• Relocating? Tips For Buying and Selling in Varying Markets

    Zillow featured a blog post on tips for buying in one market while selling in another market.  The bottom line of the post was do your research ahead of time and know the local markets almost as well as your realtor.  The more you know, the more time and headaches will be saved down the line in negotiating.  Also a lot depends on whether a local real estate market favors a buyer or or seller at the moment.  

    How to Sell in a Buyer's Market

    A buyer's market is one with a high level of inventory of homes for sale, low demand from buyers or a slow economy.  Selling in this atmosphere may be more difficult.  That's why it's imperative to heed to the advice of a realtor that does his homework and knows the current climate of a local market.  Pricing your home to sell and preparing your home for listing before it goes on the market are two examples of ways to sell faster in a buyer's market.  Zillow's blog stated, "strongly consider any suggestions your agent makes for slight cosmetic fixes or staging" and we agree.

    How to Sell in a Seller's Market

    A seller's market is one where demand is high and there are a lot of buyers looking for homes, with lower level of inventory.  Although it may seem intuitive that this real estate climate is a "walk in the park" for selling your home, sellers still need to take precautions.  For instance, choosing the right buyer among a few offers is imperative to avoiding having to put your home back on the market.  The "right" buyer is one that has usually seen the home a few times, is pre-approved for a loan and/or has been looking in the market for a while.

    How to Buy in a Buyer's Market

    A buyer in a buyer's market may feel like a kid in a candy store...there are lots of homes to choose from and sellers give full attention to a prospective buyer.  But, before signing that contract, ask as many questions as possible through your agent to the seller.  Why is the seller moving?  How long as the seller lived there? What's the timeframe for moving?  These questions can unearth which properties have the best values and the buyer can get the best deal possible.

    How to Buy in a Seller's Market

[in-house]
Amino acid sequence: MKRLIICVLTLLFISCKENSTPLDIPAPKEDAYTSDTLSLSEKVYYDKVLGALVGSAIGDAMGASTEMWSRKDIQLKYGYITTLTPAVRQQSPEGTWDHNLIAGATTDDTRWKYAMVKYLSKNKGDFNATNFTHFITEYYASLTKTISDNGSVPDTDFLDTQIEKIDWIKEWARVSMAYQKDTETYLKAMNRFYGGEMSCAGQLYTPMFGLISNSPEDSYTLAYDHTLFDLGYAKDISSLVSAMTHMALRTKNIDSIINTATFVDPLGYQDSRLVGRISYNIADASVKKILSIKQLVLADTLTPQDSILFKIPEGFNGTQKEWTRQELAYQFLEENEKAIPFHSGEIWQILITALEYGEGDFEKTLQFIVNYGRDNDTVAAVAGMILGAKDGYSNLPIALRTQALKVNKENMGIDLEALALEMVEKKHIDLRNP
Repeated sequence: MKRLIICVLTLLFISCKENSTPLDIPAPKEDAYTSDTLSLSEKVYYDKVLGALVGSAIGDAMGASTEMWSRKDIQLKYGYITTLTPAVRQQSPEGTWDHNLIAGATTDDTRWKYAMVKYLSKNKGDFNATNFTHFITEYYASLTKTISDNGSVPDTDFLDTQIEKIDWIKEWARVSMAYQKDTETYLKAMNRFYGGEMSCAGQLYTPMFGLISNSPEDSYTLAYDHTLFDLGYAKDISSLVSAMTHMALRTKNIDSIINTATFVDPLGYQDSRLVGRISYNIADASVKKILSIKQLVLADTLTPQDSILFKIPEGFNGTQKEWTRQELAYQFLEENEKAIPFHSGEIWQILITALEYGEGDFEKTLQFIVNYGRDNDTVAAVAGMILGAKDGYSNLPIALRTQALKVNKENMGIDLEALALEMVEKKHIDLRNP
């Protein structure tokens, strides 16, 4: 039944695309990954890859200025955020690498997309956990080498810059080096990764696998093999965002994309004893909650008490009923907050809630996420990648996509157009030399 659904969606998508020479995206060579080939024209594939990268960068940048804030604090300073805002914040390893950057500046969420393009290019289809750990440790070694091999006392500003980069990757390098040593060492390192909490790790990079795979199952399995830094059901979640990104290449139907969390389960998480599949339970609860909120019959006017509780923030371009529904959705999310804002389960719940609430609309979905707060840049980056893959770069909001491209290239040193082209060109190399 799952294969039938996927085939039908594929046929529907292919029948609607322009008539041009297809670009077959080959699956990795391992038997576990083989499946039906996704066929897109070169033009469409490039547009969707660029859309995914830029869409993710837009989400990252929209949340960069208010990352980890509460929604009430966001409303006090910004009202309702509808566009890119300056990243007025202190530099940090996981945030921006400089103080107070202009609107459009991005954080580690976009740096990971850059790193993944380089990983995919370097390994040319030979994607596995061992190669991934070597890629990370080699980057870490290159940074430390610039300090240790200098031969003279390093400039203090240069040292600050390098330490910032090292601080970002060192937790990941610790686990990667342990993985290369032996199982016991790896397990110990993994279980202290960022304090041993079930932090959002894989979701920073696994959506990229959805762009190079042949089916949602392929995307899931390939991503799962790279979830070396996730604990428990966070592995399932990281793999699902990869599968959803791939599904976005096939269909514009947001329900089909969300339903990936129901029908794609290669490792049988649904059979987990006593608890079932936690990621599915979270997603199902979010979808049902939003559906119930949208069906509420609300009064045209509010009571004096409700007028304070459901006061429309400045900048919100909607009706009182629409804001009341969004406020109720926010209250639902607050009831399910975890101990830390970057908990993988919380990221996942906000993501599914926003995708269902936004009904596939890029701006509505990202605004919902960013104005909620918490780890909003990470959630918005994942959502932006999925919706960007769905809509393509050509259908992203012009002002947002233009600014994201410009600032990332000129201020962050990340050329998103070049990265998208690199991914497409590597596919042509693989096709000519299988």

Competition is the name of the game here.  Few homes on the market and lots of hungry buyers looking at these few homes.  To give your "team" the best chance at winning, build a team!  Make sure to be represented by a buyer's agent and have a mortgage pro on hand.  Don't wait for open houses.  When a home comes on the market, have your agent contact you immediately and set up a showing of the home.  However, don't move too swiftly.  Sellers are aware of the desperation in many buyers.  And foregoing inspections or contingencies for the sake of "winning" a home is not the right approach.  Do your due diligence.

    To read the full post on Zillow, click here and as always contact us with any real estate questions you may have!



  • Should I Stay or Should I Go? 3 Things to Consider in Deciding Whether to Remodel or Buy a New Home

    Should you stay or should you go?

    Before making the decision to remodel your current home or buy a new home, consider these 3 factors according to Realty Times:

    1.  Local Market Conditions:

    There are 2 parts to buying a new home usually - selling your current home and then getting a good price and rate on a new one.  Check with your local real estate agent on the current market conditions in your area and the area you want to buy in.  Home prices and inventory can play significant roles in this process.  Some markets may be favorable to selling your home and then using the proceeds for a down payment on a new home... but some may not.  It is important to do your research on market conditions before making this decision, to avoid having to back out of a deal down the line.  You don't want to commit to a purchase and sale contract to  buy a new home, only to realize your current home either won't sell for the amount you need to purchase the new home or won't sell in the current market conditions in your area.

    2.  Counterproductive Upgrades:

    Homeowners should only consider remodeling if the upgrades will increase the value of their home over time.  Adding upgraded smart home appliances, energy efficient windows, and lighting for example are the most common upgrades that increase home value over time.  Remodeling can be less expensive than buying a home, but coming up with the capital to do so may require a home equity loan or line of credit, which creates new debt.  Be sure that the project(s) you undertake are not money pits and remove as many unknowns from the equation of remodeling as possible (ie get inspections or opinions of contractors if necessary before ripping up an area of your home!).